Novell defends itself over Microsoft deal

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Novell defends itself over Microsoft deal

Free Software Federation threatens to cut company off.

Novell has defended itself robustly against charges that its recent commercial collaboration with Microsoft could damage the wider open source movement.

Eric Anderson, vice president of data centre engineering at Novell, said that the deal was good news for the open source community as it would increase the number of people using Linux.

"We are doing the thing that the Linux community thinks is important: getting as many people as possible to use Linux," he said.

"That is what this deal does, but everyone seems to have forgotten that. It is not a patent deal and we see it as necessary to get people in."

Anderson citied the case of HSBCin the UK, which came over to Novell after the deal because of its arrangement with Microsoft.

The deal prompted the purchase of more than 40,000 new SuSE Linux licences, and a huge surge in the number of people using open source software.

"The Microsoft-Novell agreement is a great catalyst to helping us reduce the complexity of our Linux environment as we standardise our Linux infrastructure with SuSE and continue to extend the use of Microsoft Active Directory," said Matthew O'Neill, group head of distributed systems at HSBC Global IT Operations.

"Our decision to simplify our mixed-source environment with Microsoft and Novell will allow us to reduce cost and complexity. That is why we have selected Novell as our preferred Linux partner to support our Linux infrastructure going forward."

But there are already signs that some in the open source community are looking to get tough on Novell for doing a deal with a company which they see as the main opponent of open source.

The Free Software Foundation (FSF) is already talking about introducing language into its GNU General Public Licence that will block open source companies from using new code if it works with third parties which use patents on software.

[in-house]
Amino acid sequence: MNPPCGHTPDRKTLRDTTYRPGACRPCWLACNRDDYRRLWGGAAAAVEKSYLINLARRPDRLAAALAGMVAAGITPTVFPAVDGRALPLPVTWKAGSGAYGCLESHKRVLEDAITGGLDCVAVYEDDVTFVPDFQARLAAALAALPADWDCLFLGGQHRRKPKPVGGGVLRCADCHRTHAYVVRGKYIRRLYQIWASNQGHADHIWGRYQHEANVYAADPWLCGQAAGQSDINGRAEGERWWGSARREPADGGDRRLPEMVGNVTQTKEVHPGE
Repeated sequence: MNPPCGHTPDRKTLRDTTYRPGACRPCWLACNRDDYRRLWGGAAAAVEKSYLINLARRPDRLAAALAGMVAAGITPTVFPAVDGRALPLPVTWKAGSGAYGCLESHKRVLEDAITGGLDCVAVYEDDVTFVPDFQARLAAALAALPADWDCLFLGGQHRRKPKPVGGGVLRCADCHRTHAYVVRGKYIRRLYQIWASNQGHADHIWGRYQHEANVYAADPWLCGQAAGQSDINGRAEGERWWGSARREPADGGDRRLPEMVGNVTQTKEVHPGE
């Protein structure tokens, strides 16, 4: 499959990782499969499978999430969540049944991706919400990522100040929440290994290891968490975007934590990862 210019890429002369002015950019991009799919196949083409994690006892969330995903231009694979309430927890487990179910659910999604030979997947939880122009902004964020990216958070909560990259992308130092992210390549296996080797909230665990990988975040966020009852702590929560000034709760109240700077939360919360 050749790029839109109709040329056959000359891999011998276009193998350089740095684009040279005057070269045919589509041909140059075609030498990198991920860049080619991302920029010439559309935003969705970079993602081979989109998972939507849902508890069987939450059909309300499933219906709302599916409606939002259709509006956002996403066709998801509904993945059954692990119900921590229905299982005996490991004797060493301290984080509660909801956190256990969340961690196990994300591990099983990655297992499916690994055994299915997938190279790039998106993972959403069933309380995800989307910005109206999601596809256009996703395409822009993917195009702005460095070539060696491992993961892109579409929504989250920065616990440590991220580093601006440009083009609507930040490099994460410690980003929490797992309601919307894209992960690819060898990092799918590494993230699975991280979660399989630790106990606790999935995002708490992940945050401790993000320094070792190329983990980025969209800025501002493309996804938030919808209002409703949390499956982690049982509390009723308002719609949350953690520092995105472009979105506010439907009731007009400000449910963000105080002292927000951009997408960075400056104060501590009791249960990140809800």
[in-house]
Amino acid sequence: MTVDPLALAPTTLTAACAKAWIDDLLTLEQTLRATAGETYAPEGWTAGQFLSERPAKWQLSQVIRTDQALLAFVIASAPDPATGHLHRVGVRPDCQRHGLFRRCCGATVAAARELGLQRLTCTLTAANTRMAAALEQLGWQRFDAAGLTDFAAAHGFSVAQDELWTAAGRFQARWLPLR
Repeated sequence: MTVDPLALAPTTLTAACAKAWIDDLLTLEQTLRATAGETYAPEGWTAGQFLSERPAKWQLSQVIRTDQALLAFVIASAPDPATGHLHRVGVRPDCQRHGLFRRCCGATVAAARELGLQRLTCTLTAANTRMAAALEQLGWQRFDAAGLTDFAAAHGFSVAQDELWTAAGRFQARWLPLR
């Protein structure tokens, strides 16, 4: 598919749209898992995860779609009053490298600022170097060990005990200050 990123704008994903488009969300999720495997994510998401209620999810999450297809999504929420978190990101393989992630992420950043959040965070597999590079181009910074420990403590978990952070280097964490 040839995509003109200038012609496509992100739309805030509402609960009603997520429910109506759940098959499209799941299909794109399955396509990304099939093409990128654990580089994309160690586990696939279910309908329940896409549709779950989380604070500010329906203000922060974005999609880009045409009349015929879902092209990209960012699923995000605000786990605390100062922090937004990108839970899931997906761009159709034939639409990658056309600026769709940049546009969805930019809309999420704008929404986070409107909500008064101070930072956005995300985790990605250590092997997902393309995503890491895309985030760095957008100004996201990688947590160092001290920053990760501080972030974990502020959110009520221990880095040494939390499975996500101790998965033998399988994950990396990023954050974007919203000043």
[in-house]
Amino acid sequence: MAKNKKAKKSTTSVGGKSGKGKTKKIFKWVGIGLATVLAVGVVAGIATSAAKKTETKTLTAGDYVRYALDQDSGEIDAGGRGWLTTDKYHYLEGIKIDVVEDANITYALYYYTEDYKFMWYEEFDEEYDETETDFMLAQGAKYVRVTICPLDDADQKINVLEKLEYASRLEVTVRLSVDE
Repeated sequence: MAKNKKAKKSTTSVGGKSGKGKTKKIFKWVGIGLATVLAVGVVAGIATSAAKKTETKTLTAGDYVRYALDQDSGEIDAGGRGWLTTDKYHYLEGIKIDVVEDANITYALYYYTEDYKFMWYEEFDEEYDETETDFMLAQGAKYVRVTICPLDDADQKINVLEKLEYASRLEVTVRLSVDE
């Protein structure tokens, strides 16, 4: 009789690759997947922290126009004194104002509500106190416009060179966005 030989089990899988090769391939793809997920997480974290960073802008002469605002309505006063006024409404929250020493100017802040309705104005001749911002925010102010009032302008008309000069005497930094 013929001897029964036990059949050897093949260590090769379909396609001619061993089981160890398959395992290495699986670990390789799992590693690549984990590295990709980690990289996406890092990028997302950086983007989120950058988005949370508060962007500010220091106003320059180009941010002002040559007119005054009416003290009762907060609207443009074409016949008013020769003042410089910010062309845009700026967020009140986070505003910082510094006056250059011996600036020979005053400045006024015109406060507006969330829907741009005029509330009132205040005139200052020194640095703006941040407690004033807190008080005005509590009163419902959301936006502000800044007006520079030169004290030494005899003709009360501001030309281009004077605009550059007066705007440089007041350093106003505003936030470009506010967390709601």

This move has been seen by many as a clear attempt to disrupt the Novell-Microsoft deal.

"The GPL was designed to ensure that all users of a program receive the four essential freedoms which define free software," said Richard Stallman, president of the FSF and principal author of the GNU GPL.

"These freedoms allow you to run the program as you see fit; study and adapt it for your own purposes; redistribute copies to help your neighbour; and release your improvements to the public.

"The recent patent agreement between Microsoft and Novell aims to undermine these freedoms. In this draft we have worked hard to prevent such deals from making a mockery of free software."

But the move has drawn sharp criticism from some in the wider open source community, who see it as having nothing to do with the software and everything to do with the FSF trying to impose its values.

"Richard Stallman's Free Software Foundation is positioned to create a morally absolute position on 'right and wrong' when it comes to software code," said Braden Cox from the Association for Competitive Technology.

"They believe that the community is king, or at least the right kind of 'community'. But this new iteration of the GPL creates a gated community to the detriment of the community as a whole."
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